, London, United Kingdom, Dec 5 – Britain’s Supreme Court began an historic hearing Monday to decide whether parliament has to approve the government’s Brexit negotiations, in a highly-charged case that could delay the country’s EU exit.
For the first time ever, all 11 Supreme Court judges convened to hear a government challenge against a ruling that Prime Minister Theresa May must seek approval for starting the Brexit process.
Protesters on both sides of the debate rallied outside the court as the four-day hearing began, with pro-Europe demonstrators arriving on a double-decker bus, wearing judges’ wigs and waving EU flags.
The High Court ruled last month that the government did not have the executive power alone to invoke Article 50 of the EU’s Lisbon Treaty, formally starting exit talks which could take two years.
The decision enraged Brexit supporters and some newspapers who accused judges of thwarting the will of the 52 percent who voted “Leave” in the June 23 referendum.
The vote for Britain to become the first country to leave the 28-nation bloc sent shockwaves across the world and emboldened populists in Europe and the United States.
Supreme Court president David Neuberger said people involved in the case had received threats and abuse and stressed that judges would rule without political bias in a case that has ignited tensions.
A parliamentary vote on Article 50 could open the door to pro-EU lawmakers delaying or softening Britain’s withdrawal from the bloc.
– ‘Threats of violence’ –
Neuberger said the judges were “aware of the strong feelings” surrounding Brexit but “those wider political questions are not the subject of this appeal”, an AFP reporter at the hearing said.
“This appeal is concerned with legal issues, and, as judges, our duty is to consider those issues impartially, and to decide the case according to the law. That is what we shall do,” he told the court.
Neuberger said some parties involved in the case had received threats of “serious violence and unpleasant abuse”, warning that there were “legal powers” to deal with such threats.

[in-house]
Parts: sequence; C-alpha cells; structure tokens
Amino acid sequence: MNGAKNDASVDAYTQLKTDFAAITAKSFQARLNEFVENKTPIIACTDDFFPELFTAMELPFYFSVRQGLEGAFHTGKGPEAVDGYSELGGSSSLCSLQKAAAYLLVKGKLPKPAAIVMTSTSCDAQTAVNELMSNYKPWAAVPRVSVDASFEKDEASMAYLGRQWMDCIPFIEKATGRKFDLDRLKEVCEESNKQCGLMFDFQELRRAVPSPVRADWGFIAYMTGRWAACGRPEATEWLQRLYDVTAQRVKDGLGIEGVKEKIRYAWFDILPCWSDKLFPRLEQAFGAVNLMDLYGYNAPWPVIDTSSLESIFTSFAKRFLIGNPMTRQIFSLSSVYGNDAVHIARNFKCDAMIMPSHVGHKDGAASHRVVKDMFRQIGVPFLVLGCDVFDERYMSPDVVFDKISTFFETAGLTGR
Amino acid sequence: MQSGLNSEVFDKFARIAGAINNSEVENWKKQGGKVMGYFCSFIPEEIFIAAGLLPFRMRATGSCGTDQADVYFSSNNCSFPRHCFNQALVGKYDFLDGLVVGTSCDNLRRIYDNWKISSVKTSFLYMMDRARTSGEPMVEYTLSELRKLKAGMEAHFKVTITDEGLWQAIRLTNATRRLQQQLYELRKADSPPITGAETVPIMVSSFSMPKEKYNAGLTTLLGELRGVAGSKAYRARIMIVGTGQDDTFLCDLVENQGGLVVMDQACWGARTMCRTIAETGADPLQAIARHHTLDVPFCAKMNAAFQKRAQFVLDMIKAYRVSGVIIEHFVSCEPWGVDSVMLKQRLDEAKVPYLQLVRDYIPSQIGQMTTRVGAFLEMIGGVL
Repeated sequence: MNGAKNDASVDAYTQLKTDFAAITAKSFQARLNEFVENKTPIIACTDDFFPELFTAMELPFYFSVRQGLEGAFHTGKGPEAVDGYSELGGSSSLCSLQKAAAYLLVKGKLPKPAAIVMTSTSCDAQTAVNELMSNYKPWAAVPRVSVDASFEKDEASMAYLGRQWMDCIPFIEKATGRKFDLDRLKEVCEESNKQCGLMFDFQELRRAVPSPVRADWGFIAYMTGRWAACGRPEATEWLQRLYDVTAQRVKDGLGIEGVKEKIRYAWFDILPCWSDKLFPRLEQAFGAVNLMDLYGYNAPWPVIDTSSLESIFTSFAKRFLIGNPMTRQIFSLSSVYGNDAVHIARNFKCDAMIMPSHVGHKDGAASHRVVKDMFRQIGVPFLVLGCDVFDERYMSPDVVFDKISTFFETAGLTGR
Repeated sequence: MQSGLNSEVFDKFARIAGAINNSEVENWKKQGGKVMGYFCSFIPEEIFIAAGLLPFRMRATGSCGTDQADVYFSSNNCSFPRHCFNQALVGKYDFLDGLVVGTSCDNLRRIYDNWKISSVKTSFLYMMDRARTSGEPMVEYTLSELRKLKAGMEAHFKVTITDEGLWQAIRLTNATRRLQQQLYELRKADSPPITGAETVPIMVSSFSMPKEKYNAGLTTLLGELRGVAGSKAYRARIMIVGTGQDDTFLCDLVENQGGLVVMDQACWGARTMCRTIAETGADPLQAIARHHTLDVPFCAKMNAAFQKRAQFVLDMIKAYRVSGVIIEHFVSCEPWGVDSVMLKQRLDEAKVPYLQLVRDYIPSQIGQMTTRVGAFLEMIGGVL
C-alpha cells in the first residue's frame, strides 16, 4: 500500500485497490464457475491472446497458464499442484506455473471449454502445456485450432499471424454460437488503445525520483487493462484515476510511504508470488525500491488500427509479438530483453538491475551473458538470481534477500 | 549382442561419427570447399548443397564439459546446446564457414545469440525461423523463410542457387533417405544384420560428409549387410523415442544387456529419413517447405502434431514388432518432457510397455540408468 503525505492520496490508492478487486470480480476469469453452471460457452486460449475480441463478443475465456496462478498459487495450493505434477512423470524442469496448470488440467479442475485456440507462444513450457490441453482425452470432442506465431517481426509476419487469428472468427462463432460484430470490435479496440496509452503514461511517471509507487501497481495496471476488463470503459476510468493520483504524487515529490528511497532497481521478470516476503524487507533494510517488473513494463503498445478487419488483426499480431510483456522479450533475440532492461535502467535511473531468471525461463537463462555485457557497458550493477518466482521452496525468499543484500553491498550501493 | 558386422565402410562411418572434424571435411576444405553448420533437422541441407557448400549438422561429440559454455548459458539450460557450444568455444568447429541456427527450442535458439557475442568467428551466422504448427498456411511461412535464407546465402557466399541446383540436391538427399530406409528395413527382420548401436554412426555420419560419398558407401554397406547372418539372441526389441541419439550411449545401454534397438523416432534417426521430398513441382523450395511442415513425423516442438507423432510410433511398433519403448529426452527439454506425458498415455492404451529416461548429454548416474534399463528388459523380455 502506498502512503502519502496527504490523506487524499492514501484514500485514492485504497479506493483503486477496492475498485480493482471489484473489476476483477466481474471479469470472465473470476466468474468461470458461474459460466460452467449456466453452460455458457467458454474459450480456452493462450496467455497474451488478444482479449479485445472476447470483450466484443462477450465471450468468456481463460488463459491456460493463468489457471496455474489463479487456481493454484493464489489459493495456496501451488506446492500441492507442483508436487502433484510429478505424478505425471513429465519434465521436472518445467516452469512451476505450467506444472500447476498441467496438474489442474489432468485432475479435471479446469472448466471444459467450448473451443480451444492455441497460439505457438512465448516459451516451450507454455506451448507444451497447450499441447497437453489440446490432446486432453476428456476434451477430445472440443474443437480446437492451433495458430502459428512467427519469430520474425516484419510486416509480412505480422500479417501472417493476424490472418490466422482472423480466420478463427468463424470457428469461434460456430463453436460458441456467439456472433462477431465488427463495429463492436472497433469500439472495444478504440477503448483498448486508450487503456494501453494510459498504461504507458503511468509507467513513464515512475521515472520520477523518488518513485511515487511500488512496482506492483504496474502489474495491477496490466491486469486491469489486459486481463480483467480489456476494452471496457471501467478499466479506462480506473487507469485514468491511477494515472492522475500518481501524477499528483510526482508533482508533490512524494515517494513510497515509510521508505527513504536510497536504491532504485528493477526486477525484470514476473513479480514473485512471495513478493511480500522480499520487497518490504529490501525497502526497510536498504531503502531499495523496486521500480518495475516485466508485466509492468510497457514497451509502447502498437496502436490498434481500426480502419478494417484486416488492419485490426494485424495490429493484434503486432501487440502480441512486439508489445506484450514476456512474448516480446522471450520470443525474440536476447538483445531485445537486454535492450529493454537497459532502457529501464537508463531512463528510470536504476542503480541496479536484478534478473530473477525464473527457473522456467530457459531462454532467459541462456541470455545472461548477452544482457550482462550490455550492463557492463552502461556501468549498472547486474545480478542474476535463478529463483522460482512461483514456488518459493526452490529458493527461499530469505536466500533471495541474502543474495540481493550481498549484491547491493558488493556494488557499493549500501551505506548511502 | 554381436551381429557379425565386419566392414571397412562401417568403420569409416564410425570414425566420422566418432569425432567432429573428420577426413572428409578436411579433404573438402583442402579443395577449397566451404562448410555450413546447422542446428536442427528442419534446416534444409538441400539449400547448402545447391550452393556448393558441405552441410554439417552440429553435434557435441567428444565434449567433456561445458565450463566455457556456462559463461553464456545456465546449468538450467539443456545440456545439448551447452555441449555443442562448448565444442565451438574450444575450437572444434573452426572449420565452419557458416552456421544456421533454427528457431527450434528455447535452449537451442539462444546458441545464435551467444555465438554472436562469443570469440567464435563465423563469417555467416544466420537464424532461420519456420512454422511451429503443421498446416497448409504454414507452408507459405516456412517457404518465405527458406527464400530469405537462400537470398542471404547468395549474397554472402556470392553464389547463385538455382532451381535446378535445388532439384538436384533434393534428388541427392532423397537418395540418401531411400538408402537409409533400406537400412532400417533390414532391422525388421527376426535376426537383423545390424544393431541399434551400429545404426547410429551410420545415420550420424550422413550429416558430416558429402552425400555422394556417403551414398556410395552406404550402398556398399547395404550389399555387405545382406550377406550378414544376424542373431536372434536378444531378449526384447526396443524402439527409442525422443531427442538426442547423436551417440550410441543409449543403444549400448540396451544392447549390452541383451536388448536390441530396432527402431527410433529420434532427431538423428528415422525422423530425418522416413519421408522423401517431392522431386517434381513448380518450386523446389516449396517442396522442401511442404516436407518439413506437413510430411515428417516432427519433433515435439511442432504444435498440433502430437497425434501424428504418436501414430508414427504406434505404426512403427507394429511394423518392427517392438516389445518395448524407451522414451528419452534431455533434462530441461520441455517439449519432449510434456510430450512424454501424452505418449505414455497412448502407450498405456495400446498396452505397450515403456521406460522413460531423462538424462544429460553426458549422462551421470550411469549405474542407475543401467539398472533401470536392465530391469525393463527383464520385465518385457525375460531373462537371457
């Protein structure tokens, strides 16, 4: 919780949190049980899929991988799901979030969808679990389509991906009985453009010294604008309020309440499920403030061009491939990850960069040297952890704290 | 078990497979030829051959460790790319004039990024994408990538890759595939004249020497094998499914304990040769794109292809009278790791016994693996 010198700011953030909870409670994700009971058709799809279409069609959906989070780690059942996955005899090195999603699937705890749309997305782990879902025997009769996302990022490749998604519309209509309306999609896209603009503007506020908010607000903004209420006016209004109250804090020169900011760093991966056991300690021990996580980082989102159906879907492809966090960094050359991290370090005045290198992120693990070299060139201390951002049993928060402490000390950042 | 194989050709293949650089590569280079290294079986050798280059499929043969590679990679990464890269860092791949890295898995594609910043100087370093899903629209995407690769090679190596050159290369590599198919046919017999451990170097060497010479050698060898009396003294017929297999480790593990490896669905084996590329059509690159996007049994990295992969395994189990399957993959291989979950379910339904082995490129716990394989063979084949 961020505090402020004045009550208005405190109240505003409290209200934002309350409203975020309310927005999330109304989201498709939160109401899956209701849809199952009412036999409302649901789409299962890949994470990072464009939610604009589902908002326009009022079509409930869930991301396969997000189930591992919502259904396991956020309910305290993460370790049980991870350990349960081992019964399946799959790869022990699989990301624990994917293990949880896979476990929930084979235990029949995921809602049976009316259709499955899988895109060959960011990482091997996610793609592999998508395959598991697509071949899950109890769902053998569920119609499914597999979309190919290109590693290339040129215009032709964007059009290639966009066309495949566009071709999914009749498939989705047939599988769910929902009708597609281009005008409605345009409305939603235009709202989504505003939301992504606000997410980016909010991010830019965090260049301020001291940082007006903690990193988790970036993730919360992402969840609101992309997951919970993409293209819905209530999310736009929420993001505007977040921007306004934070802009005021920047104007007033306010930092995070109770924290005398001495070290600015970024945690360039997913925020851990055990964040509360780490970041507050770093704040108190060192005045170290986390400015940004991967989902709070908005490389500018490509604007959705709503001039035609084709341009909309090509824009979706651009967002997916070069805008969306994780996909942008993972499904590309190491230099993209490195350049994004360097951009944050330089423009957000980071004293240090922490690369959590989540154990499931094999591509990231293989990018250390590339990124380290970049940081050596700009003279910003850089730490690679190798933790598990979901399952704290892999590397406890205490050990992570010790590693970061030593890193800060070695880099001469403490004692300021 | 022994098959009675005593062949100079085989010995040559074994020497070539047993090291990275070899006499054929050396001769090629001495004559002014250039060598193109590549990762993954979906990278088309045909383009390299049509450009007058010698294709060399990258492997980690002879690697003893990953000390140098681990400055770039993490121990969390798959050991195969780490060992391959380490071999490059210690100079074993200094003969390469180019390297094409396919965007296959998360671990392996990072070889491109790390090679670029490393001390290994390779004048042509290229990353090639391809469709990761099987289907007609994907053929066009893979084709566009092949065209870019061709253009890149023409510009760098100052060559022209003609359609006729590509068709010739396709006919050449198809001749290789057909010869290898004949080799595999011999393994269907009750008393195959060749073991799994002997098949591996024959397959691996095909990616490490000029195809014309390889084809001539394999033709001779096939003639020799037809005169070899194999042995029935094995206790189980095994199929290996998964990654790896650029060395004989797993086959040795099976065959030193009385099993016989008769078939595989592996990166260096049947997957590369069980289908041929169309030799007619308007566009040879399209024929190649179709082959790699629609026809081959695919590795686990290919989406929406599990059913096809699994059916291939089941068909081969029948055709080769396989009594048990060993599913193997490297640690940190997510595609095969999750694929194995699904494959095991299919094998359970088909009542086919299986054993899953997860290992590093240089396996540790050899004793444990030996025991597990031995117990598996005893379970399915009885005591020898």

He ordered a ban on the identification of some of the claimants, including a national of Trinidad and Tobago and a Polish national who are concerned about the future status of their families.
Attorney General Jeremy Wright, the government’s chief legal advisor, outlined the government’s case in the grand courtroom, illuminated by vast stained glass windows and topped by a vaulted roof.
Wright argued that the government had authority over foreign affairs, including the right to withdraw from treaties, under so-called “royal prerogative powers”.
The prerogative is “not an ancient relic but a contemporary necessity”, Wright said as around 100 people, including legal representatives, press and public, crammed into the neo-Gothic courtroom.
Claimants in the case, led by investment fund manager Gina Miller, maintain that triggering Article 50 would strip British citizens of certain rights established under European law — which they say only parliament has the power to do.
The proceedings were shown live on television with the presence of all 11 justices “a historic first”, according to the court.
Outside the court, Steve Gavin, who wants to see the High Court decision upheld, said: “It’s extremely important. We live in a representative democracy with no written constitution.”
But Brexit advocate Julia Waller said: “The people have spoken on June 23. They voted to get out of Europe. Instead of giving us a ‘grey Brexit’, or ‘soft Brexit’, they should just give us Brexit and leave Europe.”
James Eadie, another lawyer representing the government, urged the court to make a decision that “the ordinary man and woman” would understand, when it delivers its verdict in January, suggesting there was an understanding the government would implement the referendum decision.
– ‘Clear case’ for Brexit powers –
Downing Street voiced confidence in the government’s case, despite suggestions from some legal experts that it was destined to lose.
“We believe it’s a clear case that we have the legal power to trigger Article 50… we’re confident of our case,” a spokeswoman for the prime minister said.
If unsuccessful, the government is expected to introduce a short bill which it will seek to push rapidly through parliament to authorise the triggering of Article 50.
May has insisted a parliamentary vote on the legislation would not disrupt her plans to trigger Article 50 by the end of March 2017.
However she faces a potential complication at this week’s hearing from representatives of Scotland, Wales and Northern Ireland who will argue that Article 50 must also be approved by the devolved parliaments.
Such a ruling could further derail the prime minister’s timetable and set up a stand-off between the nations.